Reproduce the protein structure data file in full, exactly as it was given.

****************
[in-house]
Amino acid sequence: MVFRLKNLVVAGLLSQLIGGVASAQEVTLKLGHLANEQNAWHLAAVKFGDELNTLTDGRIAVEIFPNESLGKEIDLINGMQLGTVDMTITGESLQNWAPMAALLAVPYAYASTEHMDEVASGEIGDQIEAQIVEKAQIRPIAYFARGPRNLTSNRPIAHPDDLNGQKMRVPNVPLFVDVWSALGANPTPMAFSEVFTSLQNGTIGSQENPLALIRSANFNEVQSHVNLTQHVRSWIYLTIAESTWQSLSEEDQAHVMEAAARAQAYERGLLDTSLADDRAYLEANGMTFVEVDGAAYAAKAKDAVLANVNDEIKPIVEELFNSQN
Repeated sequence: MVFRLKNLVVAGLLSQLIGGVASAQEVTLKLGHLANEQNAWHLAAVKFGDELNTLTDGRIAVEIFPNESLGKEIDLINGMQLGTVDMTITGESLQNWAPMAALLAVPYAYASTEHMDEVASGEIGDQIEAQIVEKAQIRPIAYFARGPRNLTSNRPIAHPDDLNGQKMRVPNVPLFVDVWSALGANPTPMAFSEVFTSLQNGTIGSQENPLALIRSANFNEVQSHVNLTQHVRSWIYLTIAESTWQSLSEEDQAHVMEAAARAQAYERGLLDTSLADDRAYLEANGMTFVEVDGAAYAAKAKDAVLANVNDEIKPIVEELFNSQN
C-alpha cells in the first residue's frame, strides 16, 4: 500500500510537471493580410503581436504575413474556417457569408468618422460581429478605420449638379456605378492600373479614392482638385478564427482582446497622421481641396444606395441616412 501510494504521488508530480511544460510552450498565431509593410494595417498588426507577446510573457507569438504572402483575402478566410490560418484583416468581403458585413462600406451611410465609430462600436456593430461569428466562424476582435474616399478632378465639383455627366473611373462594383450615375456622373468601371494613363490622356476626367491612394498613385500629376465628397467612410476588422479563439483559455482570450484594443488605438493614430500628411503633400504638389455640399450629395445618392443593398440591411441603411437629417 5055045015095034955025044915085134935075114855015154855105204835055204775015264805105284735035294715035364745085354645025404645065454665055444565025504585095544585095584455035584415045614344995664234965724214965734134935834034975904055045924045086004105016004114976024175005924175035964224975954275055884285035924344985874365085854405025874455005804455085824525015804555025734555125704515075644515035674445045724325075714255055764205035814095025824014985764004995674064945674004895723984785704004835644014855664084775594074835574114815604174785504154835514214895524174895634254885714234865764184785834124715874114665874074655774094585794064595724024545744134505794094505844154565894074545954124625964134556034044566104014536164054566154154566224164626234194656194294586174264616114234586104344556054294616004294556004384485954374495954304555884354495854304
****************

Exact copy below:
[in-house]
Amino acid sequence: MVFRLKNLVVAGLLSQLIGGVASAQEVTLKLGHLANEQNAWHLAAVKFGDELNTLTDGRIAVEIFPNESLGKEIDLINGMQLGTVDMTITGESLQNWAPMAALLAVPYAYASTEHMDEVASGEIGDQIEAQIVEKAQIRPIAYFARGPRNLTSNRPIAHPDDLNGQKMRVPNVPLFVDVWSALGANPTPMAFSEVFTSLQNGTIGSQENPLALIRSANFNEVQSHVNLTQHVRSWIYLTIAESTWQSLSEEDQAHVMEAAARAQAYERGLLDTSLADDRAYLEANGMTFVEVDGAAYAAKAKDAVLANVNDEIKPIVEELFNSQN
Repeated sequence: MVFRLKNLVVAGLLSQLIGGVASAQEVTLKLGHLANEQNAWHLAAVKFGDELNTLTDGRIAVEIFPNESLGKEIDLINGMQLGTVDMTITGESLQNWAPMAALLAVPYAYASTEHMDEVASGEIGDQIEAQIVEKAQIRPIAYFARGPRNLTSNRPIAHPDDLNGQKMRVPNVPLFVDVWSALGANPTPMAFSEVFTSLQNGTIGSQENPLALIRSANFNEVQSHVNLTQHVRSWIYLTIAESTWQSLSEEDQAHVMEAAARAQAYERGLLDTSLADDRAYLEANGMTFVEVDGAAYAAKAKDAVLANVNDEIKPIVEELFNSQN
C-alpha cells in the first residue's frame, strides 16, 4: 500500500510537471493580410503581436504575413474556417457569408468618422460581429478605420449638379456605378492600373479614392482638385478564427482582446497622421481641396444606395441616412 501510494504521488508530480511544460510552450498565431509593410494595417498588426507577446510573457507569438504572402483575402478566410490560418484583416468581403458585413462600406451611410465609430462600436456593430461569428466562424476582435474616399478632378465639383455627366473611373462594383450615375456622373468601371494613363490622356476626367491612394498613385500629376465628397467612410476588422479563439483559455482570450484594443488605438493614430500628411503633400504638389455640399450629395445618392443593398440591411441603411437629417 5055045015095034955025044915085134935075114855015154855105204835055204775015264805105284735035294715035364745085354645025404645065454665055444565025504585095544585095584455035584415045614344995664234965724214965734134935834034975904055045924045086004105016004114976024175005924175035964224975954275055884285035924344985874365085854405025874455005804455085824525015804555025734555125704515075644515035674445045724325075714255055764205035814095025824014985764004995674064945674004895723984785704004835644014855664084775594074835574114815604174785504154835514214895524174895634254885714234865764184785834124715874114665874074655774094585794064595724024545744134505794094505844154565894074545954124625964134556034044566104014536164054566154154566224164626234194656194294586174264616114234586104344556054294616004294556004384485954374495954304555884354495854304